Leonard Cohen and Saint Kateri Tekakwitha
Inspired by Leonard Cohen’s “Be With Me” I made this collage of medals and relics in November 2010, possibly – sinfully – triumphantly justifying my hoarding of the family collection of such religious/superstitious – but also historically valuable – memorabilia and taliswomen. Leonard Cohen was fascinated by Saint Kateri Tekakwitha. I hope his medals, scapulars, icons and taliswomen stayed with him to the end. I hope Saint Kateri has a warm welcome for Leonard Cohen today. I hope they all live happily ever after in the Sky World.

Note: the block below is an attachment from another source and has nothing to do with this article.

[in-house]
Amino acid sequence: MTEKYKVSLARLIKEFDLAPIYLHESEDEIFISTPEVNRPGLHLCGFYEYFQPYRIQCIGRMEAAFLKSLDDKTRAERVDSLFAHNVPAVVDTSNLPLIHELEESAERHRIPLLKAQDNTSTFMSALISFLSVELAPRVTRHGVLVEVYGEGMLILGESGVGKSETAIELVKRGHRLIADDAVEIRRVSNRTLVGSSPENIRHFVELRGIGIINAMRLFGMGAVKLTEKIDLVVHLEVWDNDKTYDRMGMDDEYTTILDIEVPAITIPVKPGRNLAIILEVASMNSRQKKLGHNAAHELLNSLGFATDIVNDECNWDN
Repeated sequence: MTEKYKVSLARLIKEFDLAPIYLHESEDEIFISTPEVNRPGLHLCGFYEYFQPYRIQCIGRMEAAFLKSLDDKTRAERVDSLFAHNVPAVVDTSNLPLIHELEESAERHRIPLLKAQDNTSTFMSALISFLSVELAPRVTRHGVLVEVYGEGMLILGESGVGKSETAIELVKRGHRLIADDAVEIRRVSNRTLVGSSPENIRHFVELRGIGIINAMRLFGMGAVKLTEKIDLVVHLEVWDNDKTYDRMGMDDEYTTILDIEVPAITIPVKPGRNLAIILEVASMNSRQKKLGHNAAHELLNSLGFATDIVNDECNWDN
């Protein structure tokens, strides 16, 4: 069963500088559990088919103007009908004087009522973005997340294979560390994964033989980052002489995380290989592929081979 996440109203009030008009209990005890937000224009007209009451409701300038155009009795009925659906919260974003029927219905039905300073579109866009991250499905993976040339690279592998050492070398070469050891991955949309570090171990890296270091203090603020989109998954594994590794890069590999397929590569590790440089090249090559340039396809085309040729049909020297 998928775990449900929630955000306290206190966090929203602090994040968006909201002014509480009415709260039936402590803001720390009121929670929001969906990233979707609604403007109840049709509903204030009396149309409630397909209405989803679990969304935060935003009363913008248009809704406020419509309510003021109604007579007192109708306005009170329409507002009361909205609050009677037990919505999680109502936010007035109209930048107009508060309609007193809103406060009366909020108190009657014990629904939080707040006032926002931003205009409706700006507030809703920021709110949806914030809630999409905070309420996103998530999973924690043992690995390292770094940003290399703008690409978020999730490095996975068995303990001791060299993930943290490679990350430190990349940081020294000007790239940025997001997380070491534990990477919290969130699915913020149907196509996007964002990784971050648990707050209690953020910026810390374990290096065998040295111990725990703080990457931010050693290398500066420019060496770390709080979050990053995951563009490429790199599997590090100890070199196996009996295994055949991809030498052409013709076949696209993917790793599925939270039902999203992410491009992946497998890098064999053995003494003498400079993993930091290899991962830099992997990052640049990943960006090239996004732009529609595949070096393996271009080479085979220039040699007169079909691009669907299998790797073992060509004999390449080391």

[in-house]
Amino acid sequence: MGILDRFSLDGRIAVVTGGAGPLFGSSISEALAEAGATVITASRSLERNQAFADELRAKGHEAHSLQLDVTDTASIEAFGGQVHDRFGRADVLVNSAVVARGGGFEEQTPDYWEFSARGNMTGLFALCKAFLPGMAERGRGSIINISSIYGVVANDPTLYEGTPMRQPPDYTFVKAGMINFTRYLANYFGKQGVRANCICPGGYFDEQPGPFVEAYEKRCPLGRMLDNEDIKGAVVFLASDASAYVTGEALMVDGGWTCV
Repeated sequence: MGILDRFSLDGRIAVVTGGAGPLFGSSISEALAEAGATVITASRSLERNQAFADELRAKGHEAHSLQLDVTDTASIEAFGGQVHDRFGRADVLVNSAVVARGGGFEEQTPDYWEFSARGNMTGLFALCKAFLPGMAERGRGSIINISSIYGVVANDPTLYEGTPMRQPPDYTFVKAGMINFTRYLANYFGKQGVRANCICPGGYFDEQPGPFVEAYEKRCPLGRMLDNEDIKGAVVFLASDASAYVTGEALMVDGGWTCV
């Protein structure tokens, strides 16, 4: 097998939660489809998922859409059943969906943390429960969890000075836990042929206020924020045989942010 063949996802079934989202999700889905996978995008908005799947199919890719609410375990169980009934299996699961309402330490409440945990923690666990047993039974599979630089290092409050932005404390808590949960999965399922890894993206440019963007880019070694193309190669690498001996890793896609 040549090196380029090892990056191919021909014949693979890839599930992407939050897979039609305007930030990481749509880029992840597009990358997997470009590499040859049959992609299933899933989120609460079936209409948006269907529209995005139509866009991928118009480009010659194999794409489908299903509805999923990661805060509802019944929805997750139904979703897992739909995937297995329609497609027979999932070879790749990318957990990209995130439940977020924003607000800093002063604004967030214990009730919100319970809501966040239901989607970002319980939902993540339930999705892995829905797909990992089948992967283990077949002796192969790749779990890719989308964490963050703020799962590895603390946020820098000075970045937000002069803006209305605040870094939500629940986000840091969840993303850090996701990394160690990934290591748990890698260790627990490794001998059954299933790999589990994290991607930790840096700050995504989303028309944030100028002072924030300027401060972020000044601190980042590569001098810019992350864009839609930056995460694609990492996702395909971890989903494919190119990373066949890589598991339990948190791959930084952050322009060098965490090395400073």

Saint Kateri Tekakwitha, “Lily of the Mohawks” was the first Native American woman of North America to be canonized by the Roman Catholic Church. Born west of present-day Auriesville, New York, she died aged 24 on April 17, 1680. For some time after her death, Tekakwitha was considered an honorary yet unofficial patroness of Montreal, Canada, and Indigenous peoples of the Americas. The fourth Native American to be venerated, the process towards her canonization began in Baltimore (Maryland) in 1884. She was beatified by Pope John Paul II in 1980 and canonised by Pope Benedict XVI in October 2012. Based on accounts from two Jesuit priests who knew her, at least 300 books have been published in more than 20 languages on the life of Kateri Tekakwitha. One is Leonard Cohen’s “Beautiful Losers” (1966.) William T. Vollmann includes her as a character, along with French colonists and priests in “Fathers and Crows” (1992) the second novel of the Seven Dreams: A Book of North American Landscapes.